Barnard Fun part 2

April 5 - 8, 2002

  Mt. Whitney
The Mt. Whitney summit area, from Russell-Carillon Col
Menno, Ted, and I are back from the Southern Sierra once again. Sometimes the mountains reward you with unexpectedly perfect conditions, and other times they thumb their collective nose at you for thinking that you can just go there and treat the place like some kind of ski playground. This trip was of the latter category.

No regrets, of course. I was astounded at what unskiable crud we needed to try to stay balanced on, that is when we were lucky enough to have snow coverage at all (much of the crest zone was windblown down to the rocks). But those moments when we'd look at the great peaks surrounding us made it more than worthwhile, somehow it seemed appropriate for us to be stumbling and flailing in their presence.

We went in at Whitney Portal on Friday morning, well, noon actually. We left the trail and proceeded up the North Fork to Lower Boy Scout Lake, where we camped. Another fellow camped there reported that there were about 20 people up-canyon at Iceberg Lake, probably mostly to do the Mountaineers Route. We're not used to that kind of traffic in the winter backcountry, but I guess that's Whitney for you.

  Wallace Lake
Menno and Ted at our Wallace Lake campsite
But we took the first offramp up from there, heading up to a little col east of Mt. Russell at 13300' (and never saw anyone again for the rest of the trip except for a big white snow-bunny). A steep descent on the other side, fortunately aided by exposed rock ledges, got us down to the Sierra's highest lake, Tulainyo. Which is where I put on skis for the first time, and that's when the fun really began.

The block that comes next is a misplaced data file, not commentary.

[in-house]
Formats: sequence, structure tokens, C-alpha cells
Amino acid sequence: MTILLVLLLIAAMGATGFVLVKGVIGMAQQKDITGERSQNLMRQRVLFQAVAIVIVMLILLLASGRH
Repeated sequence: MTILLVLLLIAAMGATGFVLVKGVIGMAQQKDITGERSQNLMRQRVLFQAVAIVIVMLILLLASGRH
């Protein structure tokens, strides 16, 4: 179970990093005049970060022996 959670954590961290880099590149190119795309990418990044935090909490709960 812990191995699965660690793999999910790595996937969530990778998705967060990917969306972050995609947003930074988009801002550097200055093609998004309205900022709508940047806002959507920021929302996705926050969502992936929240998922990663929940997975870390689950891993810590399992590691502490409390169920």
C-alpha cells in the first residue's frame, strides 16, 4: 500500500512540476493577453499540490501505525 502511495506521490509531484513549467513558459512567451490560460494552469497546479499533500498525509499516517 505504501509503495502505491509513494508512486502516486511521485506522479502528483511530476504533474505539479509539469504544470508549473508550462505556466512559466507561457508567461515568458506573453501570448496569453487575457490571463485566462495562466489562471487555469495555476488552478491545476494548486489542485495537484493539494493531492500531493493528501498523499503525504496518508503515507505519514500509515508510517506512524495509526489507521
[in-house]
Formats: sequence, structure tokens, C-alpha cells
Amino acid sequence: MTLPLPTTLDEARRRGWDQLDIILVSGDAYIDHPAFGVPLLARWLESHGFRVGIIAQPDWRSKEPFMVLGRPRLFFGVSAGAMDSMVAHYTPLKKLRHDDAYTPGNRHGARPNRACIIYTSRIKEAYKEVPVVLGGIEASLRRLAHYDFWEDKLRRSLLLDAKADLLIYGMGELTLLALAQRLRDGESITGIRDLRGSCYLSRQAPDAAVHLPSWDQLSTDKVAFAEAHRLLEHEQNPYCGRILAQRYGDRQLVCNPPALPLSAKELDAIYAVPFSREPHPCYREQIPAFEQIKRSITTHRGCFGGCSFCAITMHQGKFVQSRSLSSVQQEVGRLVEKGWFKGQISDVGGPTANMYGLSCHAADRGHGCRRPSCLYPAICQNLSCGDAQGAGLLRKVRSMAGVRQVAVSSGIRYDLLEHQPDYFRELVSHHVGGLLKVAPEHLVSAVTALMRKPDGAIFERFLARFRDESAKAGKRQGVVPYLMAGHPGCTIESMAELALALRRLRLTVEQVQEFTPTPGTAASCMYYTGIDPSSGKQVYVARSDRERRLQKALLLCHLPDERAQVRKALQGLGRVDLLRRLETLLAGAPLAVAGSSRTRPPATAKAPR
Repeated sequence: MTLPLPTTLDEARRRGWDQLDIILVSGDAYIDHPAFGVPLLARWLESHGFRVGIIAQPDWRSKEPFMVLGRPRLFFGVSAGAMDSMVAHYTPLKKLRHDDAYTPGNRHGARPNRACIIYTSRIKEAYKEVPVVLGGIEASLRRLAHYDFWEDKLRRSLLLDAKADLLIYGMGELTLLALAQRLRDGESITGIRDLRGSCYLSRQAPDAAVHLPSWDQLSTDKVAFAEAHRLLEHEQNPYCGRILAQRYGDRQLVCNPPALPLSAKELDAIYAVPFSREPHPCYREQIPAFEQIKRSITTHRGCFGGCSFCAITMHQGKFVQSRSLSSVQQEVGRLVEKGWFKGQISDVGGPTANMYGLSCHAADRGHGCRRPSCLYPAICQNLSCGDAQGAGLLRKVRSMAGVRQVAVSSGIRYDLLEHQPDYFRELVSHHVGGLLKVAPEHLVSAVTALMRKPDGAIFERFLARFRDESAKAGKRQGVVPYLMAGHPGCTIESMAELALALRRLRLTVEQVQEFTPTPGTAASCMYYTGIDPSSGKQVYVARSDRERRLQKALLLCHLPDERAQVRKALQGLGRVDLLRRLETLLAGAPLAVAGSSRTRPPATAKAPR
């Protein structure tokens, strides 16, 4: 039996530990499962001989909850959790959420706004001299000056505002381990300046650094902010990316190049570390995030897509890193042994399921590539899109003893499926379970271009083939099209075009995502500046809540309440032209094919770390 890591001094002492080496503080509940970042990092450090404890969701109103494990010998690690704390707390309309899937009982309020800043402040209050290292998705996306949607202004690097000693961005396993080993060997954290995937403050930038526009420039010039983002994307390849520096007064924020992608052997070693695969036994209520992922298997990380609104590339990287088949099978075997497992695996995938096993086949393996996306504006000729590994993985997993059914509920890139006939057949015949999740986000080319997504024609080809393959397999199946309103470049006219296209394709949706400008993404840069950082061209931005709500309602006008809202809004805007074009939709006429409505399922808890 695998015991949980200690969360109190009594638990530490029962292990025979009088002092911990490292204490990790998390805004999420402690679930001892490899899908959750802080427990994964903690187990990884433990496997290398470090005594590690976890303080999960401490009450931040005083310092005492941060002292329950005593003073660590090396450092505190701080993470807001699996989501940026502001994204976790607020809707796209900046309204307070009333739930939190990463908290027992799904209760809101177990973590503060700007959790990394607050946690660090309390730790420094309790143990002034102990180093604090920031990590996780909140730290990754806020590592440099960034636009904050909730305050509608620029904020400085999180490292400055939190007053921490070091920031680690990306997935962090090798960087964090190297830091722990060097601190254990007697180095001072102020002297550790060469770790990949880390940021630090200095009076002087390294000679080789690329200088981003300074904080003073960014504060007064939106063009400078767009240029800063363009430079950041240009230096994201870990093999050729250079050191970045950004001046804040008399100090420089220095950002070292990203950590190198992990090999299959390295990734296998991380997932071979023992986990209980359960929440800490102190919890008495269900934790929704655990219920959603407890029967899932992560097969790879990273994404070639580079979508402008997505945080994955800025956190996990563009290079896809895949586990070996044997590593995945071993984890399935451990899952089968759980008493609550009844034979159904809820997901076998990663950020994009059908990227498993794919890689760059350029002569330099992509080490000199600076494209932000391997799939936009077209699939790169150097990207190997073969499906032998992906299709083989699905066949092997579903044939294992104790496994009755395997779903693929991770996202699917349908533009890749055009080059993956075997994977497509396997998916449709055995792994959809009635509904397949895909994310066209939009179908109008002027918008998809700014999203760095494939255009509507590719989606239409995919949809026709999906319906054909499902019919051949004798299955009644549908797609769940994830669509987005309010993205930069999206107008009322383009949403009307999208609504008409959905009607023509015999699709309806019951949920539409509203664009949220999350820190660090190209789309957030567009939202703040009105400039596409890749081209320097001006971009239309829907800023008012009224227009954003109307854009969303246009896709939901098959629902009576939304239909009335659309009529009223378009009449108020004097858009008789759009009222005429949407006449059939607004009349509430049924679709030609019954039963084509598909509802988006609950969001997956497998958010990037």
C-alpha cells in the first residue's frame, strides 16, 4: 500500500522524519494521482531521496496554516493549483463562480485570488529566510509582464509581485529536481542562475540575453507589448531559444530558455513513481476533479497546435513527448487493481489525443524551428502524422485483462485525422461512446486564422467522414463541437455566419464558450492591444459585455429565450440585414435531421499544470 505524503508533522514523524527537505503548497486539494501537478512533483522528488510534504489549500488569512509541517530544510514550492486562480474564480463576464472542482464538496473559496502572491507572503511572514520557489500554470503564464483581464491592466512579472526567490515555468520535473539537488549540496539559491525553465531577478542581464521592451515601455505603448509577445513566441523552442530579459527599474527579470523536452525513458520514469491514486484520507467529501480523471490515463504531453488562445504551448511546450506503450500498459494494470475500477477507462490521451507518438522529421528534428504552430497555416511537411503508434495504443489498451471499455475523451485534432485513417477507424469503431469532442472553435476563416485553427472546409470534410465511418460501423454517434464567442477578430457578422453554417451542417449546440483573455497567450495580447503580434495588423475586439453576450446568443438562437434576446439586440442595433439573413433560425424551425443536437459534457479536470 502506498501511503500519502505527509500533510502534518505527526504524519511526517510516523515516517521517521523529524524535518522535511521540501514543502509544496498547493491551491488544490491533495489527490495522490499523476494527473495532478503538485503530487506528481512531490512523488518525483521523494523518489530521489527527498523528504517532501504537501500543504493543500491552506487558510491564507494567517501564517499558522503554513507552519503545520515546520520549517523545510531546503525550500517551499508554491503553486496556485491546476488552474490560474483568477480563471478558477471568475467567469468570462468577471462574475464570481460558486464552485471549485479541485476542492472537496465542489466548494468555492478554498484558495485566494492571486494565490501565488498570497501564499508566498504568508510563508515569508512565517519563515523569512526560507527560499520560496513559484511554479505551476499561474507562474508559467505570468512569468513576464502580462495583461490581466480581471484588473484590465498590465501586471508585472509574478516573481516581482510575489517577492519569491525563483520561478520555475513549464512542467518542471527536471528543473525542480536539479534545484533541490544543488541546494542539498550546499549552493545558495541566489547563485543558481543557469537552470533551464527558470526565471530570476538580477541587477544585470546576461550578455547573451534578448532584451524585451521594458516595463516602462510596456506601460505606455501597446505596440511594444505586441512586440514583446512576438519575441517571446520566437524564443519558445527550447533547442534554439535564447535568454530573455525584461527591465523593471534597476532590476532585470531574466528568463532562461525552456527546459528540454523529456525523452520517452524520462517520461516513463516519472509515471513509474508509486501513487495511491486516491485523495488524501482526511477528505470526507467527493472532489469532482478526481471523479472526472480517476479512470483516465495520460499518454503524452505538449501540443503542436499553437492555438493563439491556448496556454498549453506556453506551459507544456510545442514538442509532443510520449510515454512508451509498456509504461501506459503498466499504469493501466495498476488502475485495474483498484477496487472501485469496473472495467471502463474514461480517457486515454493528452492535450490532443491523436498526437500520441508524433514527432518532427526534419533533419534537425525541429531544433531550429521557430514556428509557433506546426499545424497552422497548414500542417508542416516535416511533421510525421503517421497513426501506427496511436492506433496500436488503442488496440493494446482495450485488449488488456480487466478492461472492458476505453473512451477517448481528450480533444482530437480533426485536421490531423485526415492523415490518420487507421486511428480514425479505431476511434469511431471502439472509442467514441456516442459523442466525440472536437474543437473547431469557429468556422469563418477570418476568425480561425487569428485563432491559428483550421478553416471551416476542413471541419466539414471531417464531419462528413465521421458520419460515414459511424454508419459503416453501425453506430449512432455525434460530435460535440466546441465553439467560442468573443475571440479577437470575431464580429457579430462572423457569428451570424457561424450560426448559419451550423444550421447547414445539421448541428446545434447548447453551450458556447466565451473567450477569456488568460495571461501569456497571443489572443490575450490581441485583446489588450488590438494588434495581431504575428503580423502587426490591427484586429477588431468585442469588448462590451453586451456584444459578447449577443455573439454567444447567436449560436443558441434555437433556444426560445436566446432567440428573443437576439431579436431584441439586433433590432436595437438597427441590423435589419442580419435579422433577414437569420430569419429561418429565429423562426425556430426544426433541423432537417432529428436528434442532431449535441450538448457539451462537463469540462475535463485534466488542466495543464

Harshly textured windblown crust, punctuated by areas where the crust was more or less sublimated clear off the top, exposing unconsolidated sugar snow. Yee-uck. Then there was the section when we had to ski down a few hundred feet of steep stuff to Wallace Lake. My usual survival technique on crap snow is to do big wide parallel traverses, but I was so afraid of getting tripped up by crud-traps that I actually side-stepped down a majority of it (stomping hard with each step to make a dent in the crust).

Then, after a camp at the southern foot of Barnard, we did some mercifully gentle touring through Wright Lakes basin, then around north of Tyndall. We thought about climbing Tyndall; nah. We thought about ascending to the top of the "superbowl" which then descends eastward just south of Shepherd Pass; nah. We just dropped down the Shepherd Pass headwall, below which we found some more remarkably awful snow. We camped just below snow line, and were relieved to just hike on Monday down to the trailhead.

-Bob Akka, 4/9/02

Route info on the Barnard Fun main page

The previous year's Barnard Fun trip